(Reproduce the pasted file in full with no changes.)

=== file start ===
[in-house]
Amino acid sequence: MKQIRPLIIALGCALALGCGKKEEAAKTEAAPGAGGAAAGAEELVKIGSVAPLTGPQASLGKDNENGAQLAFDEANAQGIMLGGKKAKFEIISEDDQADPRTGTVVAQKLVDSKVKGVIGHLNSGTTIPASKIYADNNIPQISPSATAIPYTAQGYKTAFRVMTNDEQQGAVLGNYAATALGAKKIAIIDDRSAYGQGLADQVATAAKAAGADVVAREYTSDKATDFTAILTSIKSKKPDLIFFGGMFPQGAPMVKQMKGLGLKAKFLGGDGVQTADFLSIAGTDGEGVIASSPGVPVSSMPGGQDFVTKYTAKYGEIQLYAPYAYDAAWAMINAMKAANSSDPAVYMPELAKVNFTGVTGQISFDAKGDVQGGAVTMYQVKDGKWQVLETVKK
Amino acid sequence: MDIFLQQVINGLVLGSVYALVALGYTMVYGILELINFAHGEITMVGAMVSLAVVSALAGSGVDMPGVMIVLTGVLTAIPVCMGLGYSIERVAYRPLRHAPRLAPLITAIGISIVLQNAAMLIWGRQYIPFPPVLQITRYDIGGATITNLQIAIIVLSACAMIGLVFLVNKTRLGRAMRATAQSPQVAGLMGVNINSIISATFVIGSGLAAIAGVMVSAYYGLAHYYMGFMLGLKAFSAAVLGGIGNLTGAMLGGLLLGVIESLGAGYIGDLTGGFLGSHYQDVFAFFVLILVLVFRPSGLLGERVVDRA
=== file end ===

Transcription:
[in-house]
Amino acid sequence: MKQIRPLIIALGCALALGCGKKEEAAKTEAAPGAGGAAAGAEELVKIGSVAPLTGPQASLGKDNENGAQLAFDEANAQGIMLGGKKAKFEIISEDDQADPRTGTVVAQKLVDSKVKGVIGHLNSGTTIPASKIYADNNIPQISPSATAIPYTAQGYKTAFRVMTNDEQQGAVLGNYAATALGAKKIAIIDDRSAYGQGLADQVATAAKAAGADVVAREYTSDKATDFTAILTSIKSKKPDLIFFGGMFPQGAPMVKQMKGLGLKAKFLGGDGVQTADFLSIAGTDGEGVIASSPGVPVSSMPGGQDFVTKYTAKYGEIQLYAPYAYDAAWAMINAMKAANSSDPAVYMPELAKVNFTGVTGQISFDAKGDVQGGAVTMYQVKDGKWQVLETVKK
Amino acid sequence: MDIFLQQVINGLVLGSVYALVALGYTMVYGILELINFAHGEITMVGAMVSLAVVSALAGSGVDMPGVMIVLTGVLTAIPVCMGLGYSIERVAYRPLRHAPRLAPLITAIGISIVLQNAAMLIWGRQYIPFPPVLQITRYDIGGATITNLQIAIIVLSACAMIGLVFLVNKTRLGRAMRATAQSPQVAGLMGVNINSIISATFVIGSGLAAIAGVMVSAYYGLAHYYMGFMLGLKAFSAAVLGGIGNLTGAMLGGLLLGVIESLGAGYIGDLTGGFLGSHYQDVFAFFVLILVLVFRPSGLLGERVVDRA